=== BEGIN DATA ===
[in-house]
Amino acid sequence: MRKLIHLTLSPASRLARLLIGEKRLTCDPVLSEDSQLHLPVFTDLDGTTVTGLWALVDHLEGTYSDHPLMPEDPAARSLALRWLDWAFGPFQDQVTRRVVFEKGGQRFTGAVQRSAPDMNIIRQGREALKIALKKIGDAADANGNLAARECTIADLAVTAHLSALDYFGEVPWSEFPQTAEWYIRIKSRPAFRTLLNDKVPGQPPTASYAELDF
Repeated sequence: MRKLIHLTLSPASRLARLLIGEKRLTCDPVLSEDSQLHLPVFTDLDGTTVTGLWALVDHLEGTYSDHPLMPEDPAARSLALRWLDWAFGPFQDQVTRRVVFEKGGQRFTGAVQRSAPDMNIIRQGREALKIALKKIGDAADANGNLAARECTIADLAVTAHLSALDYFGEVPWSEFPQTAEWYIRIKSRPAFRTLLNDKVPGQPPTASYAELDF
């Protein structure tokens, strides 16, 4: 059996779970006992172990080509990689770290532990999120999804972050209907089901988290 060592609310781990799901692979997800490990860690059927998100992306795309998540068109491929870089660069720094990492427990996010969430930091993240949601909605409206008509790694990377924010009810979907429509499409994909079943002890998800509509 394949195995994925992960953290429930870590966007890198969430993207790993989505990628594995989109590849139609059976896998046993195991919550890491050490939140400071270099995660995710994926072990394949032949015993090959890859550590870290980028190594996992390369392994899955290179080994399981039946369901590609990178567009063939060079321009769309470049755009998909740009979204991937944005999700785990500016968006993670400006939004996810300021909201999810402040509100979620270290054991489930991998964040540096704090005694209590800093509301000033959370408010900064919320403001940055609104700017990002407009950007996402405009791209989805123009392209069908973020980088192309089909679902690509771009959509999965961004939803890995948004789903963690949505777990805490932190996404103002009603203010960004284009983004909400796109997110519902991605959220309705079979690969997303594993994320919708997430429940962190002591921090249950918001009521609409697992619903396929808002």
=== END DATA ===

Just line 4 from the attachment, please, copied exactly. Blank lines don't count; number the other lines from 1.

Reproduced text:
């Protein structure tokens, strides 16, 4: 059996779970006992172990080509990689770290532990999120999804972050209907089901988290 060592609310781990799901692979997800490990860690059927998100992306795309998540068109491929870089660069720094990492427990996010969430930091993240949601909605409206008509790694990377924010009810979907429509499409994909079943002890998800509509 394949195995994925992960953290429930870590966007890198969430993207790993989505990628594995989109590849139609059976896998046993195991919550890491050490939140400071270099995660995710994926072990394949032949015993090959890859550590870290980028190594996992390369392994899955290179080994399981039946369901590609990178567009063939060079321009769309470049755009998909740009979204991937944005999700785990500016968006993670400006939004996810300021909201999810402040509100979620270290054991489930991998964040540096704090005694209590800093509301000033959370408010900064919320403001940055609104700017990002407009950007996402405009791209989805123009392209069908973020980088192309089909679902690509771009959509999965961004939803890995948004789903963690949505777990805490932190996404103002009603203010960004284009983004909400796109997110519902991605959220309705079979690969997303594993994320919708997430429940962190002591921090249950918001009521609409697992619903396929808002």